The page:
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Rendition Circuit: 6-13 February 2003


Rendition of Ramzi bin al-Shibh, Morocco to Poland


Between 6-13 February 2003, the CIA-owned rendition aircraft with registration N379P flew a global circuit which incorporated a flight between two secret prison destinations, Morocco and Poland, and a further flight between Egypt and Afghanistan. Several aspects of this circuit bear the hallmarks of a detainee transfer operation. The circuit was organised by Jeppesen Dataplan, a company involved in the logistical aspects of multiple rendition flights. Furthermore, flight data shows that Jeppesen filed a 'dummy flight plan' from Morocco in an attempt to disguise the true destination of the flight (by giving Warsaw as the destination whereas in fact Szymany - the airport servicing the secret prison in Poland - was the actual destination). After leaving Poland, the aircraft stopped over for 36 hours in Larnaca, Cyprus, a place used by successive rendition crews for 'rest and relaxation' after detainee transfer operations, before flying to Egypt and then Afghanistan, potentially incorporating a second detainee transfer.

Ramzi bin al-Shibh was onboard the flight from Morocco, where he had been transferred in September 2002. The SSCI report states that bin al-Shibh was rendered from foreign custody (i.e., Morocco) to DETENTION SITE BLUE (in Poland) on [redacted] February 2003. The redaction is for a single digit, and therefore matches with this circuit.





N379P left its home base of Johnston County Airport (KJNX) in the evening of 6 February 2003, flying to Washington Dulles International Airport (KIAD). There it stayed overnight, before flying in the early afternoon of 7 February direct to Rabat, Morocco (GMME), landing in the evening. While on the ground in Morocco, it is likely that one or more detainees - including bin al-Shibh - were loaded onboard.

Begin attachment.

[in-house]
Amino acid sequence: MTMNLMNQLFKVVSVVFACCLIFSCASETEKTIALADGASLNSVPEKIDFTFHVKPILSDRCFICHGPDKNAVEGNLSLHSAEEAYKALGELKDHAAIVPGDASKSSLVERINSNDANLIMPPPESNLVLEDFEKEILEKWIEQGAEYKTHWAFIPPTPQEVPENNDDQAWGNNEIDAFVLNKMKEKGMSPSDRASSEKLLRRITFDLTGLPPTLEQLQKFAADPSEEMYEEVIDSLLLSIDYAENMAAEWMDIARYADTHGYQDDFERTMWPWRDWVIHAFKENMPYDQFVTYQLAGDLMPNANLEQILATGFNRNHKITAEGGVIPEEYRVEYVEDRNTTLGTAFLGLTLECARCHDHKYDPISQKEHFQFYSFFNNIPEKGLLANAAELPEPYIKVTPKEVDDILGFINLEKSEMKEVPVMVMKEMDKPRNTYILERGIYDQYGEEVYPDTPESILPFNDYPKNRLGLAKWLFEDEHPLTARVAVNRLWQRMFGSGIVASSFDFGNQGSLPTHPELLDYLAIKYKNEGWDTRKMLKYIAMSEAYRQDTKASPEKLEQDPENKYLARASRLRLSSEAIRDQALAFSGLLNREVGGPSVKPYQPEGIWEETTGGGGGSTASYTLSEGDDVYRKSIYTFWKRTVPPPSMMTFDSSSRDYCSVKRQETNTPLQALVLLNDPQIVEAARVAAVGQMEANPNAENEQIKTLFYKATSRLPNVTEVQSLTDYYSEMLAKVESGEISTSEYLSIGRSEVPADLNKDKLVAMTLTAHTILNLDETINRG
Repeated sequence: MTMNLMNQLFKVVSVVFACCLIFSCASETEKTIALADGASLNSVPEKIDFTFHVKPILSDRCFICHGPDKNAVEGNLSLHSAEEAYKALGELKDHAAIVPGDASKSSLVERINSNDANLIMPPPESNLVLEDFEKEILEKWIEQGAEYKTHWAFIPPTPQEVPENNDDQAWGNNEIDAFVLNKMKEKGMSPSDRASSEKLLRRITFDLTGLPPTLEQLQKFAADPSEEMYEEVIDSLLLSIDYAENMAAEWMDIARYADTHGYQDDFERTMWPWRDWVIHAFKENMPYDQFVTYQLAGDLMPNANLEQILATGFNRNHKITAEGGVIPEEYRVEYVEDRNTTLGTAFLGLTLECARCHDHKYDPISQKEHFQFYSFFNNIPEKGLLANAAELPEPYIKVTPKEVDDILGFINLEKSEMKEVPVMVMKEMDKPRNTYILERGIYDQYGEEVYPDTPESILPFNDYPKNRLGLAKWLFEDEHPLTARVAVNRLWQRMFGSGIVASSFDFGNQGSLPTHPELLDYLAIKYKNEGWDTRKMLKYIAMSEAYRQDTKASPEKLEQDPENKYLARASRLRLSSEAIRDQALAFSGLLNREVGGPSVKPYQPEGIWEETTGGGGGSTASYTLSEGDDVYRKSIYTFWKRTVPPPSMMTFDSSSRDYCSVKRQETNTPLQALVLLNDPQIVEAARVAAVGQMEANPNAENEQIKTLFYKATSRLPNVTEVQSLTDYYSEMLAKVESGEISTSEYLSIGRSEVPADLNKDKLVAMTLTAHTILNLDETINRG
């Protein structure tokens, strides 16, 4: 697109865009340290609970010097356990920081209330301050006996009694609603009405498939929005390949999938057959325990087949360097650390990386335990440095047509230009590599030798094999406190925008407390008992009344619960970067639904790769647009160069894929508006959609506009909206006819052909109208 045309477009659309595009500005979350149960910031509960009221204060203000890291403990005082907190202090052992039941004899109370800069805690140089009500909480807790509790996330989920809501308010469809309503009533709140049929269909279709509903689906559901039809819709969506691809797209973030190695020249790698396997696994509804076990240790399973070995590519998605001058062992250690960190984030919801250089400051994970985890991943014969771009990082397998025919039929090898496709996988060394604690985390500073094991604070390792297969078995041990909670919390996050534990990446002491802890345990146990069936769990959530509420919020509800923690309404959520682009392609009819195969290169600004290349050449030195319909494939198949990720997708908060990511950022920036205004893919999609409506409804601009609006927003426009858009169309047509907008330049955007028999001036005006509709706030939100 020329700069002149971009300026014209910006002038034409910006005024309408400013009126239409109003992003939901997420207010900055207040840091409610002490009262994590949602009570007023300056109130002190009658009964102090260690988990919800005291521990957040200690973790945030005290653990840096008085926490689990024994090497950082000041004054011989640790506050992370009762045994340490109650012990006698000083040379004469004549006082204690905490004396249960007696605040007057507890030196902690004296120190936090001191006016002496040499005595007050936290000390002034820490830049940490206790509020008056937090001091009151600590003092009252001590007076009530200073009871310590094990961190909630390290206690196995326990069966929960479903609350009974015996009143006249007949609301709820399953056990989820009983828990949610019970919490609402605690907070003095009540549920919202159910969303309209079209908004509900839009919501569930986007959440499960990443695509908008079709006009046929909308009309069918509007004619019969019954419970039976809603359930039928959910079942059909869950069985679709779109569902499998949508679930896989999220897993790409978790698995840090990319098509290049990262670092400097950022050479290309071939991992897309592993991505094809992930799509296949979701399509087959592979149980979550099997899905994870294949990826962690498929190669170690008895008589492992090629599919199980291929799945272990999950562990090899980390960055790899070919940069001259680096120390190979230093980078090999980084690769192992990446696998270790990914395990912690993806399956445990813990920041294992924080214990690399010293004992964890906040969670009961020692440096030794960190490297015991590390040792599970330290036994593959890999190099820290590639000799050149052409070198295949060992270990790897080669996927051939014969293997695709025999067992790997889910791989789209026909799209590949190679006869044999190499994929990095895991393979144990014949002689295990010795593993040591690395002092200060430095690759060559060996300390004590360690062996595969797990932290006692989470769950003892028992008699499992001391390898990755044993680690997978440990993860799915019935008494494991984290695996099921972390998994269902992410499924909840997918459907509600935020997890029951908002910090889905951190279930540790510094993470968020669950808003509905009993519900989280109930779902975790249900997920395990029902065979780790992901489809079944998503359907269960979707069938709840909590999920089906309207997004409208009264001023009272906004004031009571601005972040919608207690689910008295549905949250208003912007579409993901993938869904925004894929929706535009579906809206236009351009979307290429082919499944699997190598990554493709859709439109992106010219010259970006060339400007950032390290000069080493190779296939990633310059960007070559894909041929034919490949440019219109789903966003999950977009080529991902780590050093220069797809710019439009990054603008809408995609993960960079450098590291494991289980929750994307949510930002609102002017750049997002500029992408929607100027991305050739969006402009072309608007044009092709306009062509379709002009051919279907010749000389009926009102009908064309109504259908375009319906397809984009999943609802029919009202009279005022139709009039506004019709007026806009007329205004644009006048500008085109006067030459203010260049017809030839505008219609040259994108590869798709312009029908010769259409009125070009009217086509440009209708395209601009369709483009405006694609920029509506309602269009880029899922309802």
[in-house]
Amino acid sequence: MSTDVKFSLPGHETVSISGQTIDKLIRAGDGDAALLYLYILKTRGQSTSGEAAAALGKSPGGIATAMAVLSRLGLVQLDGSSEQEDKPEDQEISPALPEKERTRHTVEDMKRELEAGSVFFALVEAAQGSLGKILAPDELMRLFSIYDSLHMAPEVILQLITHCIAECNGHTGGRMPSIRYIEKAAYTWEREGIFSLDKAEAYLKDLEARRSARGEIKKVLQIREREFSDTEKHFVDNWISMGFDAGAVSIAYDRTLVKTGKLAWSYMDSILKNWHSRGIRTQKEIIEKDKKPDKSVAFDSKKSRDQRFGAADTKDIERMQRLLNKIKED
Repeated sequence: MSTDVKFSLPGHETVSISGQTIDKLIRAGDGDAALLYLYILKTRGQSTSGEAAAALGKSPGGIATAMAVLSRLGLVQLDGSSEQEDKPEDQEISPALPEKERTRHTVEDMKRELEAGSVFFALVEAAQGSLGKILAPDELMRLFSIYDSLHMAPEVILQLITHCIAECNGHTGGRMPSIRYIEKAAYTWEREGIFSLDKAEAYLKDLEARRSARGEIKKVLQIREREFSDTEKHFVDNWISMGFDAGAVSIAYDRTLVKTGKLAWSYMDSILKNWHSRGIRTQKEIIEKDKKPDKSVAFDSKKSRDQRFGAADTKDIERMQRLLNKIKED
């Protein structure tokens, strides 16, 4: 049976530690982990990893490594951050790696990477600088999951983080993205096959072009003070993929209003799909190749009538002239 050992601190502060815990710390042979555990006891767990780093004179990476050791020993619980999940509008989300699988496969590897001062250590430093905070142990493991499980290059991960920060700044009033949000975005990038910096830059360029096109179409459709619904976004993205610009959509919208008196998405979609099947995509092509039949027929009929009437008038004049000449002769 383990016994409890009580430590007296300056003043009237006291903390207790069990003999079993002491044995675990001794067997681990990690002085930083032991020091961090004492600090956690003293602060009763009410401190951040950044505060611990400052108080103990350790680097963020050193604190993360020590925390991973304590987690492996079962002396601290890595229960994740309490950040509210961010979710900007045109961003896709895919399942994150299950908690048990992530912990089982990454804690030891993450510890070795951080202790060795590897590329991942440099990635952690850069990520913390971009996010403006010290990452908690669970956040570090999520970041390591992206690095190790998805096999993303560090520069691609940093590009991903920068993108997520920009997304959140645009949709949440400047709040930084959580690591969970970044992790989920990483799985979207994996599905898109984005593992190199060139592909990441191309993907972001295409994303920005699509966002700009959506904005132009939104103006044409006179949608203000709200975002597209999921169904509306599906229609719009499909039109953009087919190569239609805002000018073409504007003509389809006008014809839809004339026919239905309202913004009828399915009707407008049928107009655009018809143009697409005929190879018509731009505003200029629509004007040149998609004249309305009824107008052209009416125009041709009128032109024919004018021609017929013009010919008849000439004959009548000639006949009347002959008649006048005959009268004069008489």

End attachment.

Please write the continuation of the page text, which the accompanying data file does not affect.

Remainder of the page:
Flight data released by the Polish Air Navigation Services Agency documents the filing by Jeppesen Dataplan at 05:14 on 7 February of a 'dummy flight plan', alerting air traffic authorities that N379P would be leaving Rabat at 21:30 that day and flying to Warsaw, Poland (EPWA). Two minutes later, at 05:16, Jeppesen filed a second dummy plan, showing that the aircraft would be leaving Warsaw at 03:00 on 8 February and flying to Larnaca, Cyprus (LCLK).

Landing records from Szymany Airport (EPSY), however, document N379P entering Polish airspace at 00:27 on 8 February, en route from Rabat to Warsaw as per the flight plan, but actually landing at Szymany at 01:00. The aircraft remained on the ground for just under an hour, before taking off at 01:51 and flying to Larnaca, leaving Polish airspace at 02:21. A further letter from the Polish Border Guard Office documents the flight into Szymany as carrying 7 passengers and 4 crew, but leaving only with 4 passengers and 4 crew.

N379P stopped off in Larnaca for over 24 hours, likely while the crew had some 'rest and relaxation'. In the evening of 9 February, it flew to Cairo, Egypt (HECA), stopping briefly before flying direct to Kabul, Afghanistan (OAKB). At that point the aircraft disappears from our records. However, two days later, on 11 February, it left Tashkent, Uzbekistan (UTTT), flying to Glasgow International Airport (EGPF) where it stopped overnight before heading back to Washington and then Johnston County, arriving just after midnight on 13 February 2003.


Rendition Research Team - © University of Kent
University of Westminster University of Kent E.S.R.C